In addition to effecting a reduction, the reducing gases cool the moving wire at the point of contact therewith to produce a pearlite structure of relatively fine grain structure. The tensile properties of the resulting steel wire product may be improved by conversion to a tempered martensite structure. This can be accomplished by well-known methods which involve heating to a relatively high temperature, quenching and then reheating to a lower temperature. For example, the steel wire may be heated continuously in a furnace to the austenitic temperature and then quenched in oil or water. This is followed by a post-tempering in oil.

Attention is now directed to the attached drawing which illustrates the types of apparatus which may be employed in carrying out the method of this invention.

FIG. 1 is a side elevational view partly in section showing an apparatus arrangement of the type which can be used to form the precursor filaments.

FIG. 2 is a schematic side elevational view partly in section illustrating a furnace arrangement suitable for use in converting the precursor filaments to steel wire.

Referring now to FIG 1, a spin dope consisting of an acrylic polymer solution with iron oxide particles uniformly dispersed therein is pumped from supply tank 10 by pumping means 12 through filter 14 and thence to spinnerette assembly 16. The dope is extruded through the filament shaping orifices of the spinnerette and passes directly into coagulation bath 18 where the filaments are formed. From the coagulation bath the filaments are withdrawn over guide means 22 by positively driven filament advancing rolls 24 and 26. When on these rolls, the filaments are water washed to complete the coagulation and to remove residual solvent. The water is supplied from a spray or shower head 28, with the wash water being collected in a container or tray 30. It will be recognized that the washing operation can be conducted in more than one stage of the process and by the employment of other known washing means. After leaving rollers 24 and 26, the filaments are directed into a "hot cascade" bath 32 which contains hot or boiling water. The filaments are withdrawn therefrom by means of driven rollers 34 and 36, which are operated at a peripheral speed greater than that of rolls 24 and 26 so that the filaments are caused to stretch during passage through hot water bath 32. After leaving rollers 34 and 36, the filaments are directed into a second hot or boiling water bath 38. They are withdrawn from bath 38 by means of rolls 40 and 42 which are driven at a peripheral speed less than that of rolls 34 and 36 so that the filaments are permitted to relax and thereby shrink during passage through the bath. In order to keep the filaments moist and thereby faciliate processing, water is dripped on rolls 34 and 36 through pipes 44 and 46. Likewise water is dripped onto rolls 40 and 42 through pipes 41 and 43. From rolls 40 and 42 the filaments are passed over guides 48 and 50 and onto take-up device 52.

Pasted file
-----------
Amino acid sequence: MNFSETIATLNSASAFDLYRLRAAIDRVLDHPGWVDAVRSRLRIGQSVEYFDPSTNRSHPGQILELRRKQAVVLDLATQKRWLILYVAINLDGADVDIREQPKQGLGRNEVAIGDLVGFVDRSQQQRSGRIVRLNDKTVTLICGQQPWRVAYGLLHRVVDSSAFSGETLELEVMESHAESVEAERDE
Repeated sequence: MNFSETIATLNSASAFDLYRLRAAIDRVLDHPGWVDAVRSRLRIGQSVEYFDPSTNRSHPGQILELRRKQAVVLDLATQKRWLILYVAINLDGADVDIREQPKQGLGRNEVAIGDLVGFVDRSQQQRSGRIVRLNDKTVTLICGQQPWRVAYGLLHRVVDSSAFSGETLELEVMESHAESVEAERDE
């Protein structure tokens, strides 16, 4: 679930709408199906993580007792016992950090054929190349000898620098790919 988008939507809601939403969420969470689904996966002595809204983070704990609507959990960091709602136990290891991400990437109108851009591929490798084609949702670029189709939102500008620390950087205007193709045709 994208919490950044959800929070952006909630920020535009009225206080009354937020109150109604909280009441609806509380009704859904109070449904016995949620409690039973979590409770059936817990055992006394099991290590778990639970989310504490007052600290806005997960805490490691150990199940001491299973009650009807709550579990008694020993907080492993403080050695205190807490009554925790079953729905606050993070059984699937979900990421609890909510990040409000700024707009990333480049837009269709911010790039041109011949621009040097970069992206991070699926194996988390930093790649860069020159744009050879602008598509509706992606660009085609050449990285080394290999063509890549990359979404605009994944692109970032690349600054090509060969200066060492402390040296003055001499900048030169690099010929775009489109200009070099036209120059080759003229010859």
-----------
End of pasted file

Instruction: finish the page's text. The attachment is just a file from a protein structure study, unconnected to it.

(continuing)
Referring now to FIG. 2 which illustrates a type apparatus which may be used to convert the precursor filaments to steel wire. An elongated heating chamber 54 is shown having its mid-section encased in an insulated housing member 56 in which resistance heating elements (not shown) are embedded. A gas inlet tube 58 for introducing reducing gases is inserted into one end of the elongated heating chamber 54 and flare tubes 60 and 62 for gas burn-off are provided at each of the opposing ends of the chamber. An endless steel belt 64, is provided for carrying the filaments being processed through heating chamber 54 in a direction opposite to the flow of gas entering the system from gas inlet tube 58. Upon exiting the heating chamber the steel wire obtained passes through the nip of spring loaded tension rolls 66 and 68 and onto a take-up device 86.

To further supplement the description of this invention, the following illustrative Examples are presented.

EXAMPLE 1

This example illustrates a run in which the iron oxide particles employed consisted of hematite (Fe2 O3).